Would, that some inconstant heart, Passing near the haunted place,
Might by the carved marble pause, And sigh its graven words to trace.

'Tis not, &c. One beautiful simile, alluding to herself and the remembrance she leaves behind in song, and we have done.

As in a vale some solitary flower
Fades, and then dies, leaving for memory
Some odorous breathings, and a few light leaves,

Frail playthings for the wind. We have now only a few words of praise and welcome to the fair lyrist whose music we have been endeavouring to catch. There is a delicate tone of feminine feeling which pervades the whole, and, if report speaks truly in saying that she is collecting materials for a volume of legends, from the olden times of France, we congratulate both herself and her readers. Essai Historique sur la République de San-Marino : par Auger-Saint". Hippolite. Paris. Librairie de Delaforest, 1827. Ten miles from Remini, on the summit of a mountain called by the Ancients Mount Titan, and at present named Mount della Guaja, is situated the town of San Marino, the Capital of the Republic of the same name. In the time of the Emperor Diocletian, this territory, then an uninhabited waste belonging to a rich Pagan Lady, named Felicita, was chosen for a place of solitary retirement by one Marinus, a pious Christian mason, whom Diocletian had sent to restore the walls of Remini. From his seclusion he frequently descended to the vallies, in order to collect the scattered Christians, and to convert the heathens to the pure faith of Christianity. Among the number of the latter who became his disciples was Felicita, who with her two sons and fifty of her dependants, embraced the Christian faith. So great was the influence of his preaching, that the inhabitants of the surrounding villages left their homes and followed the hermit to his solitude on the Mount, where they formed themselves into a Christian community, under his direction. They supported themselves and their families by cultivating the lands, and other industrious employments. Felicita, at her death, left Marinus sole heir to this property. He continued, however, to live among his followers, and instituted among them a system of perfect equality, so that all was in common among the brethren. The laws were passed in the full assembly of the people, held in the church ; and their magistrates, to whom they paid implicit deference, were chosen at the same public meetings. Before his death, Marinus had the satisfaction of beholding a town and cultivated country, where he had found a wilderness, and also of witnessing the flourishing state of the Institutions which he had established. When he found his end approaching, he assembled the people in the church ; and, after admonishing them to live peaceably and piously under the laws which he had given them, he bequeathed to the Community the Mountain, with all the properties thereto belonging. In testimony of their gratitude, his disciples dedicated a church to his memory, and worshipped him as a Saint; but the best worship which they did, or could pay him, was their invariable adherence to the principles of fraternal love and Christian liberty which he had inculcated. In progress of time, as their numbers increased, they purchased additions to their territory; and in order to secure themselves against the disturbances of the Middle Ages, they fortified their chief town with three towers. During the unfortunate struggles between the Guelphs and Ghibelins they maintained a strict neutrality, which was only interrupted on one occasion, when they took arms in favour of the Ghibelins. They, however, soon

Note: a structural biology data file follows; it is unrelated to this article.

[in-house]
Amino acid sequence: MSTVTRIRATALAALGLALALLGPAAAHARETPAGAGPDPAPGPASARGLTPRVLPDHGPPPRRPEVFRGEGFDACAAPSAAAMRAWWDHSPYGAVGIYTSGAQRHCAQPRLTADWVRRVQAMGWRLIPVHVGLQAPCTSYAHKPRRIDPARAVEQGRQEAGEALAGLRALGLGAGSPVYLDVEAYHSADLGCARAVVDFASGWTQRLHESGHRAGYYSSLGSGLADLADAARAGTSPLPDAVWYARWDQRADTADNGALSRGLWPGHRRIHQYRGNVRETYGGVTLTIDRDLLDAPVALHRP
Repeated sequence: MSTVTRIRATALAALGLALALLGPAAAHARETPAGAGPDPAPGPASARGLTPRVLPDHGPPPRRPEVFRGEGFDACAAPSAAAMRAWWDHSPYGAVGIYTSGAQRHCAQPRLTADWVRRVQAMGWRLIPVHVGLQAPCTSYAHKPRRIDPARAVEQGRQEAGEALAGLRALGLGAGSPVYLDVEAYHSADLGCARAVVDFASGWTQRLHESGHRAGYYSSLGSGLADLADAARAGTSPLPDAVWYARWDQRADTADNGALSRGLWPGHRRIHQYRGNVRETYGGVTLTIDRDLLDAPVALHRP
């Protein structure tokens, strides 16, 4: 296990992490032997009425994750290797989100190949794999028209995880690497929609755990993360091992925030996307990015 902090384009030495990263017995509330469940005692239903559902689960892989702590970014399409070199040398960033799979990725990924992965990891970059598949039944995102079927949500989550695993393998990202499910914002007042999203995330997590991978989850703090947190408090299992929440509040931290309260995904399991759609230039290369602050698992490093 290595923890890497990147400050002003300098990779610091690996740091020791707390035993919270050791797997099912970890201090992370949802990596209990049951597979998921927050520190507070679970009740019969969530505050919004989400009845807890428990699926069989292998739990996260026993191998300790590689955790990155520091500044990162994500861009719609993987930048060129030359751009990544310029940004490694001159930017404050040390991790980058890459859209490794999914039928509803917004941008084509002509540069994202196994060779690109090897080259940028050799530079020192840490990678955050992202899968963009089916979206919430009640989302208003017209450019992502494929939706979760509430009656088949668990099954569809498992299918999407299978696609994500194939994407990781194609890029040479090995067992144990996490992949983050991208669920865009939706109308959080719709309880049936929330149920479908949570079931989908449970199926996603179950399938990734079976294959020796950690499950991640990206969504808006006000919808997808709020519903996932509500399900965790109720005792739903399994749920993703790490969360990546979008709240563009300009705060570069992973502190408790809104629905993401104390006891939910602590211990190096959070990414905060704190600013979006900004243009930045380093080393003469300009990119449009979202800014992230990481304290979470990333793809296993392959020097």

withdrew